- Xu LC, Siedlecki CA: Effects of surface wettability and contact time on protein adhesion to biomaterial surafces. Biomaterials 2007, 28: 3273–3283. 10.1016/j.biomaterials.2007.03.032View ArticleGoogle Scholar
- Yang C, Leong KC: Influences of substrate wettability and liquid viscosity on isothermal spreading of liquid droplets on solid surfaces. Exp Fluids 2002, 33: 728–731.View ArticleGoogle Scholar
- Goebel MO, Bachmann J, Woche SK, Fischer WR, Horton R: Water potential and aggregate size effects on contact angle and surface energy. Soil Sci Soc Am J 2004, 68: 383–393. 10.2136/sssaj2004.0383View ArticleGoogle Scholar
- Janssen D, Palma RD, Verlaak S, Heremans P, Dehaen W: Static solvent contact angle measurements, surface free energy and wettability determination of various self-assembled monolayers on silicon dioxide. Thin Solid Films 2006, 515: 1433–1438. 10.1016/j.tsf.2006.04.006View ArticleGoogle Scholar
- Kwok SCH, Wang J, Chu PK: Surface energy, wettability, and blood compatibility phosphorus doped diamond-like carbon films. Diam Relat Mater 2005, 14: 78–85. 10.1016/j.diamond.2004.07.019View ArticleGoogle Scholar
- Suzer S, Argun A, Vatansever O, Aral O: XPS and water contact angle measurements on aged and corona-treated PP. J Appl Polym Sci 1999, 74: 1846–1850. 10.1002/(SICI)1097-4628(19991114)74:7<1846::AID-APP29>3.0.CO;2-BView ArticleGoogle Scholar
- Zan HW, Chou CW, Wang CH, Yen KH, Hwang JC: Pentacene patterning on Aluminum Nitride by water dipping. J Electrochemical Soc 2008, 155: J321-J325. 10.1149/1.2976894View ArticleGoogle Scholar
- Desimoni E, Casella GI, Salvi AM: XPS/XAES study of carbon fibres during thermal annealing under UHV conditions. Carbon 1992, 30: 521–526. 10.1016/0008-6223(92)90170-2View ArticleGoogle Scholar
- Hozumi A, Masuda T, Hayashi K, Sugimura H, Takai O, Kameyama T: Spatially defined surface modification of poly(methylmethacrylate) using 172 nm vacuum ultraviolet light. Langmuir 2002, 18: 9022–9027. 10.1021/la020478bView ArticleGoogle Scholar
- Pfleging W, Adamietz R, Bruckner HJ, Bruns M, Welle A: Laser-assisted modification of polymers for microfluidic, microoptics and cell culture applications. In Laser-based Micro- and Nanopackaging and Assembly: Proceedings of Photonics West: Lasers and Applications in Science and Technology, San Jose, Calif., January 20–25, 2007. Bellingham, WA.: SPIE; 2007. S.645907 (SPIE Proceedings Series; 6459) S.645907 (SPIE Proceedings Series; 6459)Google Scholar
- D'Sa RA, Burke GA, Meenan BJ: Protein adhesion and cell response on atmospheric pressure dielectric barrier discharge-modified polymer surfaces. Acta Biomater 2010, 6: 2609–2620. 10.1016/j.actbio.2010.01.015View ArticleGoogle Scholar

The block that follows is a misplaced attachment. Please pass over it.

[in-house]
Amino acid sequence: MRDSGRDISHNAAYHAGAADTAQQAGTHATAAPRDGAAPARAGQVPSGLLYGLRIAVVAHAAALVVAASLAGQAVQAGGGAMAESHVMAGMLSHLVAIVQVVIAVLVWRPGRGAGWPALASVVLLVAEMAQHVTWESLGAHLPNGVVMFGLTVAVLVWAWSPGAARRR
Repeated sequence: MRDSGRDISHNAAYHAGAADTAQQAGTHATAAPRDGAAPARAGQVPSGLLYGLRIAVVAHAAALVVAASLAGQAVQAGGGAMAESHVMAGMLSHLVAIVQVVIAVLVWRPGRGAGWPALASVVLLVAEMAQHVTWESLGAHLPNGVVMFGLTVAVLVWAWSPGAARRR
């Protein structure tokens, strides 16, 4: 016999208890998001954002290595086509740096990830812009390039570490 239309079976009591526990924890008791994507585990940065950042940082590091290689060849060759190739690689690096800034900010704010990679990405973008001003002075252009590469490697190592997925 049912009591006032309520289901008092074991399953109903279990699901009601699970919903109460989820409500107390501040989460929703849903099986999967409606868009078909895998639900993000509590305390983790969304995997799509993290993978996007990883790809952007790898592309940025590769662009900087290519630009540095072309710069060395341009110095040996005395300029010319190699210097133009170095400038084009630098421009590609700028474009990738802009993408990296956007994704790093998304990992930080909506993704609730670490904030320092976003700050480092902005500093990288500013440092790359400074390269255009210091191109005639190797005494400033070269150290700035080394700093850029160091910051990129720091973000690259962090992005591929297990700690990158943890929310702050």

- Packham DE: Surface energy, surface topography and adhesion. Int J Adhesion Adhesives 2003, 23: 437–448. 10.1016/S0143-7496(03)00068-XView ArticleGoogle Scholar
- Waghmare PR, Mitra SK: On the derivation of pressure field distribution at the entrance of a rectangular capillary. J Fluids Eng 2010, 132: 054502–1-054502–4.View ArticleGoogle Scholar
- Waghmare PR, Mitra SK: Finite reservoir effect on capillary flow of microbead suspension in rectangular microchannels. J Colloid Interface Sci 2010, 351: 561–569. 10.1016/j.jcis.2010.08.039View ArticleGoogle Scholar
- Yang LJ, Yao TJ, Tai YC: The marching velocity of the capillary meniscus in a microchannel. J Micromech Microeng 2004, 14: 220–225. 10.1088/0960-1317/14/2/008View ArticleGoogle Scholar
- Blanco-Gomez G, Glidle A, Flendrig LM, Cooper JM: Integration of low-power microfluidic pumps with biosensors within a laboratory-on-a-chip device. Anal Chem 2009, 81: 1365–1370. 10.1021/ac802006dView ArticleGoogle Scholar
- Sultana S, Matsui J, Mitsuishi M, Miyashita T: Flow behavior in surface-modified microchannels with polymer nanosheets. Thin Solid Films 2009, 518: 606–609. 10.1016/j.tsf.2009.07.048View ArticleGoogle Scholar
- Park SJ, Chung S, Bang HW, Chung C, Han DC, Chang JK: 2nd Annual International IEEE-EMBS Special Topic Conference on Microtechnologies in Medicine and Biology, May 2–4, 2002. Madison, Wisconsin, USA; 2002:565.Google Scholar
- Rawool AS, Mitra SK, Kandlikar SG: Numerical simulation of flow through microchannels with designed roughness. Microfluid Nanofluid 2006, 2: 215–221. 10.1007/s10404-005-0064-5View ArticleGoogle Scholar
This article is published under license to BioMed Central Ltd. This is an Open Access article distributed under the terms of the Creative Commons Attribution License (http://creativecommons.org/licenses/by/2.0), which permits unrestricted use, distribution, and reproduction in any medium, provided the original work is properly cited.